Many of Prime’s enemies punish the hasty player who fails to appraise each room. For example: Zoomers patrol platforms on a set path. If you tackle these platforms without removing the creatures or timing your jumps, they will hurt you, and may knock you to the floor. Innocuous-looking mushrooms will scar you if you fail to scan them first: they are Blastcaps, and, as their name suggests, they will explode on contact. ((They are used to set up a rather nasty trap in the Ruined Gallery. When you enter the level, War Wasps spawn around the door, and so you might be tempted to jump down onto a Blastcap-coated platform, seeking to put some distance between them and the wasps. Needless to say, doing this without taking out the Blastcaps first will get you mauled.))
The Plazmites also fit into this broad type of enemy design: passive in nature, they only cause Samus harm when she collides with them. In fact, most of the regular enemies in Prime will never attack you directly. If you want a great litmus test for this – walk into any room in Prime and stand perfectly still. Almost every time, Samus can stay there indefinitely without getting hurt. This sort of design empowers the player to work out the best way of dealing with each creature before being forced to act.
(I think that’s part of the reason why, in Prime, I feel like I inhabit the character of Samus so closely: I am the Hunter, free to track down and obliterate the enemies of Tallon at my leisure.)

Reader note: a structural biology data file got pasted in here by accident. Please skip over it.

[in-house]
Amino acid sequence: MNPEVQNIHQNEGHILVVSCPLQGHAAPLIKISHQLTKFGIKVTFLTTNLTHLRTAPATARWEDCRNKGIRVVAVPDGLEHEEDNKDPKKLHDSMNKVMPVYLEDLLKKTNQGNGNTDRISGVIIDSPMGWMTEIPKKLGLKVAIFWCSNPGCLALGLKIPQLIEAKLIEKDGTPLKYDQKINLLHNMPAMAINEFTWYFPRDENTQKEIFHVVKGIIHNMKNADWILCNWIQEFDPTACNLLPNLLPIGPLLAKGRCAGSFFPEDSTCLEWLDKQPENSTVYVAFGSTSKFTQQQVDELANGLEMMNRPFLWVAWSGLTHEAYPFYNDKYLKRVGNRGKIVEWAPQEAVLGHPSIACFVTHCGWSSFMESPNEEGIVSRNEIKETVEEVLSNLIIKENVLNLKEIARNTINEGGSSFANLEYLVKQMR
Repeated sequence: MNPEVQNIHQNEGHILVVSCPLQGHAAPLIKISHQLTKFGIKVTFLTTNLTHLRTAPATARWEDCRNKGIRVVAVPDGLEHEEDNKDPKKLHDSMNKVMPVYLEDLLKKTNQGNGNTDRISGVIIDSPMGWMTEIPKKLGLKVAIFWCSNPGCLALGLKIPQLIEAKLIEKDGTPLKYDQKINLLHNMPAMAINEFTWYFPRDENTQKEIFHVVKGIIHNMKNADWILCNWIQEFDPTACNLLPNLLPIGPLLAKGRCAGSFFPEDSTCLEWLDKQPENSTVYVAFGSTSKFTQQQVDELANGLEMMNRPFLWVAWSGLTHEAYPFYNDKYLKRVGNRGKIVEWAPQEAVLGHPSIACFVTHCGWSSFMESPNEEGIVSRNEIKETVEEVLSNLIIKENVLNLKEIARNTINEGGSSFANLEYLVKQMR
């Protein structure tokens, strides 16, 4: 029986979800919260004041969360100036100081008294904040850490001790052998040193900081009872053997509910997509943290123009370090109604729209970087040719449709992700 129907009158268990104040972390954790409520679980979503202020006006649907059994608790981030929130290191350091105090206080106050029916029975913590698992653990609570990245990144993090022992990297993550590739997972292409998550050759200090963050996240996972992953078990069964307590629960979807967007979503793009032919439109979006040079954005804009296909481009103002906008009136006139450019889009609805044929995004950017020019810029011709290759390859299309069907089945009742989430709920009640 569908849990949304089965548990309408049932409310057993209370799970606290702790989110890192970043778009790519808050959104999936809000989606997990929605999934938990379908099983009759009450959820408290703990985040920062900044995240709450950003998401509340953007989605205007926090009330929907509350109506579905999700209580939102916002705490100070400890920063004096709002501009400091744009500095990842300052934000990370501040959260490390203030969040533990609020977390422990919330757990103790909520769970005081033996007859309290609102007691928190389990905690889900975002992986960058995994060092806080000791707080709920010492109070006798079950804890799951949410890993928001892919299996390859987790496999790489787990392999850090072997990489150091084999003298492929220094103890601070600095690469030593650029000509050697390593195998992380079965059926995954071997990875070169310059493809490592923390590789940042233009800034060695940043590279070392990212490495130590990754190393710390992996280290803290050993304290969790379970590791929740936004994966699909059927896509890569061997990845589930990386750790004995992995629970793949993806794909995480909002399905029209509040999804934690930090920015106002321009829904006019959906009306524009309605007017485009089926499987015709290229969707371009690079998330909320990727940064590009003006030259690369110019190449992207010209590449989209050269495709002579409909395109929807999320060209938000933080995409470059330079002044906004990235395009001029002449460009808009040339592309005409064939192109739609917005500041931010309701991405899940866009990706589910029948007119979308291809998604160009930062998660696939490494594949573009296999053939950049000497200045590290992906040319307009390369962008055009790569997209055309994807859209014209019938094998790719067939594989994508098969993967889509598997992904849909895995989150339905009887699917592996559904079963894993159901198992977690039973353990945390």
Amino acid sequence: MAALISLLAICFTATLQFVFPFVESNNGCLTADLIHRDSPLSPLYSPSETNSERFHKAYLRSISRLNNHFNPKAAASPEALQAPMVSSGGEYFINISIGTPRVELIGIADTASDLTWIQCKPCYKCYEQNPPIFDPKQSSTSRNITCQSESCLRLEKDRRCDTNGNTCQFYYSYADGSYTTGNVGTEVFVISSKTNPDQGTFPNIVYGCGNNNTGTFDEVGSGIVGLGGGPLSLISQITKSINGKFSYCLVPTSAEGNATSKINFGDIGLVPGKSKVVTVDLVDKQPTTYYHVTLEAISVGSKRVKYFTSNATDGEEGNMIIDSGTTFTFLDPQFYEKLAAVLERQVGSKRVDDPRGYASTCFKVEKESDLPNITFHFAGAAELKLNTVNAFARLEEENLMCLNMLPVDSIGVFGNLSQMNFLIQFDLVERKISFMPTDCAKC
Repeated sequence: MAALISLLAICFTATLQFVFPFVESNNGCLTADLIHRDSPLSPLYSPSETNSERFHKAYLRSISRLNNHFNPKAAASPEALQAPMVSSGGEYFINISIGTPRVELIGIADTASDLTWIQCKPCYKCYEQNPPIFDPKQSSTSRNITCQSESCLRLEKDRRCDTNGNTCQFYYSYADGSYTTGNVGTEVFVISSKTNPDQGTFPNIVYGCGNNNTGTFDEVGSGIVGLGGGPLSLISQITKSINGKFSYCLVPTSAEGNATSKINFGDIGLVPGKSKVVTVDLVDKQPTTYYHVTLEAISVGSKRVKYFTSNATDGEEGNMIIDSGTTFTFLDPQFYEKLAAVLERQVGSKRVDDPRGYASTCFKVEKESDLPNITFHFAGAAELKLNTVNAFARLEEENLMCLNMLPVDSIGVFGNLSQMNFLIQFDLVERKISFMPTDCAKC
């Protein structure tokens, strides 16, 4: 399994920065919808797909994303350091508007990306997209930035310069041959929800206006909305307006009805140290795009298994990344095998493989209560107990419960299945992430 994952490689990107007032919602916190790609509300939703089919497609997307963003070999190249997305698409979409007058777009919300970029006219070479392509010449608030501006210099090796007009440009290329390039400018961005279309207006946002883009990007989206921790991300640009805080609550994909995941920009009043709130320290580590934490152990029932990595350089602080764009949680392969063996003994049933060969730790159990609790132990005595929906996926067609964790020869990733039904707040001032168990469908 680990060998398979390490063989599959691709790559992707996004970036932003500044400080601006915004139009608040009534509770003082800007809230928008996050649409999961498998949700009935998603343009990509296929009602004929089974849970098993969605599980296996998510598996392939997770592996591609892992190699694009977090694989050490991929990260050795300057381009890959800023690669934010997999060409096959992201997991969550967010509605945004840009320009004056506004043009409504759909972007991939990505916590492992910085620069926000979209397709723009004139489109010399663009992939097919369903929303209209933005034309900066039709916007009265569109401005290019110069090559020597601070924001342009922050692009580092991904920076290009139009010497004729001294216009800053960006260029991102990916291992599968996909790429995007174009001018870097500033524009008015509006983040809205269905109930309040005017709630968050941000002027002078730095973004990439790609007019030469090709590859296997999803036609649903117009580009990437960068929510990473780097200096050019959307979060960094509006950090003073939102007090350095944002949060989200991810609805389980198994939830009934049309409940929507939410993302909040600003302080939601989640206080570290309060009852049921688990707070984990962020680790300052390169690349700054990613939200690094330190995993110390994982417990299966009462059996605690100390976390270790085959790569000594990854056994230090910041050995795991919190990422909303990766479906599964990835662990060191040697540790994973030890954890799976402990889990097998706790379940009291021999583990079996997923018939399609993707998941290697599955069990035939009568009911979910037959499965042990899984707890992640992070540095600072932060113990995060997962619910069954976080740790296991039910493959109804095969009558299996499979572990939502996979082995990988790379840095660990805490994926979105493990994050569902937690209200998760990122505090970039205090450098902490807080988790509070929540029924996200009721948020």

Ruined Fountain as Theatre
But what of my experience in the fountain? Perforce, I did not sit there in the darkness forever. In a few moments, a bright light from the sandstone ceiling interrupted my reverie.
The Plazmites of the Ruined Fountain are not like other enemies. This is the only room where the player is punished so explicitly for shooting creatures. ((Plazmites have appeared before in Totem Access, but shooting them does nothing nearly so dramatic to the lighting situation. This is because Totem Access has light sources other than the Plazmites.)) The pitch-black of the fountain teaches you that sometimes (just sometimes) murdering everything that moves isn’t your best plan. This is valuable information: there are areas of the game where conserving Samus’s resources (health, and missiles) will give you an advantage, and sections spent backtracking through cleared areas where not killing every creature will save significant amounts of time.
But I think this unique set-piece is deployed primarily for another, subtler purpose, suggested by the layout of the room on your first visit:
The symmetry of the wall emplacements draws your eye to the fountain, but also to the dark rectangle visible behind it – a tablet of Chozo Lore; the centrepiece of the room. You can flip over to your scan visor and see that the Lore is coloured in red (for emphasis). Yet you can’t scan it properly from where you’re standing at the entrance of the stage.
The Lore serves as an incentive to get you over to the Fountain; it also acts as a reward for when you get there. But there is something else about this ancient tablet which means that the game wants you to read it after you’ve taken your first leap through the room.